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  • Concentric-Patterned Wheel

Wood, Metal
Late 18th century, Mid 19th century
North-Western India, Rajasthan

As with many a functional object in India, the wheel too is ornamented. In this case, both the hub and the felloes are embellished with incised concentric lines. Its iron tyre was crafted using the hoop technique – a detail evidenced by its single welded joint. An iron ring, exactly measured so that it is marginally smaller than the wheel to be so shod, is heated until it expands enough to be fitted onto the wheel. The tyre shrinks as it cools, gripping the wheel and ensuring its many wooden parts – the hub, felloes and spokes – are held in place. The iron tyre buffers the wheel from any damage it may suffer on impact with jagged rocks etc, and if required, can be easily and relatively economically replaced, thus prolonging the life of the wheel. The hub is likewise rimmed with metal for additional protection.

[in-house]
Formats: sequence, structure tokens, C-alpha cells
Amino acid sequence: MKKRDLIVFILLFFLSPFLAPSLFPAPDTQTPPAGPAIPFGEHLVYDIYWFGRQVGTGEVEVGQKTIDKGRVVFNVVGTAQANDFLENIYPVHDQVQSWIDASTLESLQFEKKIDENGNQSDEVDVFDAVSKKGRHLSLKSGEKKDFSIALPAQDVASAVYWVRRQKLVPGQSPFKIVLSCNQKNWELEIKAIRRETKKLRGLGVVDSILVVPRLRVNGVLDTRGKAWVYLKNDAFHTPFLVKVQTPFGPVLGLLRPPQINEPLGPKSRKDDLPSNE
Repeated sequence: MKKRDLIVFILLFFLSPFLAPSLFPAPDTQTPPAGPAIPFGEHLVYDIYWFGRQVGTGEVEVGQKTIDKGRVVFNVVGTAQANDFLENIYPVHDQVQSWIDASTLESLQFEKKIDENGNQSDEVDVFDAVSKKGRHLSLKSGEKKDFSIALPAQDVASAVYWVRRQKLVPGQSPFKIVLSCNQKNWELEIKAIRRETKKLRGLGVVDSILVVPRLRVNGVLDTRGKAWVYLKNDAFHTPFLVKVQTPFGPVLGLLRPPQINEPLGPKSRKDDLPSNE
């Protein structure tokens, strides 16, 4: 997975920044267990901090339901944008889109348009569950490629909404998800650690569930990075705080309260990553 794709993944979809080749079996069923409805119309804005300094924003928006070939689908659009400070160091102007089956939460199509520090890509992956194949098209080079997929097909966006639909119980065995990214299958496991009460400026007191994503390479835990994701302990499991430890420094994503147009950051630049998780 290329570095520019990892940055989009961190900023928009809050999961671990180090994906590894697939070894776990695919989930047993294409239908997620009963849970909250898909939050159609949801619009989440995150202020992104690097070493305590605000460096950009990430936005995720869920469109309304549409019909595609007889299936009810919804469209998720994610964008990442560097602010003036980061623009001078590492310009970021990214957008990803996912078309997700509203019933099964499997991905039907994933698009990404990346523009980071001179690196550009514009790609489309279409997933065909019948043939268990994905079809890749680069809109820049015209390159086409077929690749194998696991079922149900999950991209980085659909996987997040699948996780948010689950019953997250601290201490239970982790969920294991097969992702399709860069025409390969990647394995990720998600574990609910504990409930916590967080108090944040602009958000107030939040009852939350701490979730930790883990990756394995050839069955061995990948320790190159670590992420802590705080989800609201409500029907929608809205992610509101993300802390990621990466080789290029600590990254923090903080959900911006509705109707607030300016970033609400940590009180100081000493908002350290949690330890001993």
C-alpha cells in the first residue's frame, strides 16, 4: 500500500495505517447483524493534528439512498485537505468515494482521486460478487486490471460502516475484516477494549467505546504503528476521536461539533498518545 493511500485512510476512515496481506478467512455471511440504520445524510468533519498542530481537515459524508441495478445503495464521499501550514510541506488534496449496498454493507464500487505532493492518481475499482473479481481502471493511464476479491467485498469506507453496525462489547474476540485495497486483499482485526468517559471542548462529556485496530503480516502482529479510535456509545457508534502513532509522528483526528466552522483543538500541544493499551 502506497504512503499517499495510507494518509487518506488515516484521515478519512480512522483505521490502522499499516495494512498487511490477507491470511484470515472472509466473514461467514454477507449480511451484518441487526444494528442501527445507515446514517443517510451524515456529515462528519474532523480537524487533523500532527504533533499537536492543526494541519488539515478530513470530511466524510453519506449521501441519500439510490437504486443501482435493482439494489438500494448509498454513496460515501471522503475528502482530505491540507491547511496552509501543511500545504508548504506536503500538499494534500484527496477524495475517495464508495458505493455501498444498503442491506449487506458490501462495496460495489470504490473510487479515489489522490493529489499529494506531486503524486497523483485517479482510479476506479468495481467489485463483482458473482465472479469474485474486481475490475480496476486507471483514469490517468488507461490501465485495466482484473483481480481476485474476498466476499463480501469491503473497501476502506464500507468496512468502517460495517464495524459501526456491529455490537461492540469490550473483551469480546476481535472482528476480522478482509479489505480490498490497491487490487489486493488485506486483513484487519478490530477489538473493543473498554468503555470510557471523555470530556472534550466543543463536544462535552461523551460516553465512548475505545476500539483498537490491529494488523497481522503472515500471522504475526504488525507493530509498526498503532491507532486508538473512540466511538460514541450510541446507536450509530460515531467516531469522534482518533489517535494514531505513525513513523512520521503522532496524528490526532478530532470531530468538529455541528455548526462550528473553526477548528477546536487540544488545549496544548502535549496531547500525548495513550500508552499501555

This wheel is designed for endurance rather than for speed. While it would have to rotate a far greater number of times to cover the same distance as a larger wheel, it would have greater ability to withstand weight. It may therefore be assumed that the cart the wheel was intended for was used for transportation of goods rather than for conveyance.

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